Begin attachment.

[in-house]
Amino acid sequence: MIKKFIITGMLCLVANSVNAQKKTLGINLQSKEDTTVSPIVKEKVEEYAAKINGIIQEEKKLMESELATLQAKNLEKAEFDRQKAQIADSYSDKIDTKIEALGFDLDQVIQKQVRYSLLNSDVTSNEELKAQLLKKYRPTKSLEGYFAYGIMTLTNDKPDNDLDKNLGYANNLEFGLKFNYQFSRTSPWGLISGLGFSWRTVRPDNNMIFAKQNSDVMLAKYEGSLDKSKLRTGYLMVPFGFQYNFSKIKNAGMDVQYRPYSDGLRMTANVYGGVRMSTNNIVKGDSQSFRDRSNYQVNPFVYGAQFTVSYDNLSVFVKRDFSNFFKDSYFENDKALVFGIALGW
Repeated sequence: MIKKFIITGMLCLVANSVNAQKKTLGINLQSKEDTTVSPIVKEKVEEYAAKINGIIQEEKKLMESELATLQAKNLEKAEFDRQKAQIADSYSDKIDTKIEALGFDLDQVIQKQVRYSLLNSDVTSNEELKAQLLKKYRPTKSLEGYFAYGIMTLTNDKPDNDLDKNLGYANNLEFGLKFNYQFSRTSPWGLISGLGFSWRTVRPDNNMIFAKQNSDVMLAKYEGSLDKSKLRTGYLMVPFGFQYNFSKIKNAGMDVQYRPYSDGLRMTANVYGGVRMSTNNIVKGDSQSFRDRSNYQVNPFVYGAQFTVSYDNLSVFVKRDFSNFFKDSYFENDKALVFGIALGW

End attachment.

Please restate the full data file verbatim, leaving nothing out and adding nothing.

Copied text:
[in-house]
Amino acid sequence: MIKKFIITGMLCLVANSVNAQKKTLGINLQSKEDTTVSPIVKEKVEEYAAKINGIIQEEKKLMESELATLQAKNLEKAEFDRQKAQIADSYSDKIDTKIEALGFDLDQVIQKQVRYSLLNSDVTSNEELKAQLLKKYRPTKSLEGYFAYGIMTLTNDKPDNDLDKNLGYANNLEFGLKFNYQFSRTSPWGLISGLGFSWRTVRPDNNMIFAKQNSDVMLAKYEGSLDKSKLRTGYLMVPFGFQYNFSKIKNAGMDVQYRPYSDGLRMTANVYGGVRMSTNNIVKGDSQSFRDRSNYQVNPFVYGAQFTVSYDNLSVFVKRDFSNFFKDSYFENDKALVFGIALGW
Repeated sequence: MIKKFIITGMLCLVANSVNAQKKTLGINLQSKEDTTVSPIVKEKVEEYAAKINGIIQEEKKLMESELATLQAKNLEKAEFDRQKAQIADSYSDKIDTKIEALGFDLDQVIQKQVRYSLLNSDVTSNEELKAQLLKKYRPTKSLEGYFAYGIMTLTNDKPDNDLDKNLGYANNLEFGLKFNYQFSRTSPWGLISGLGFSWRTVRPDNNMIFAKQNSDVMLAKYEGSLDKSKLRTGYLMVPFGFQYNFSKIKNAGMDVQYRPYSDGLRMTANVYGGVRMSTNNIVKGDSQSFRDRSNYQVNPFVYGAQFTVSYDNLSVFVKRDFSNFFKDSYFENDKALVFGIALGW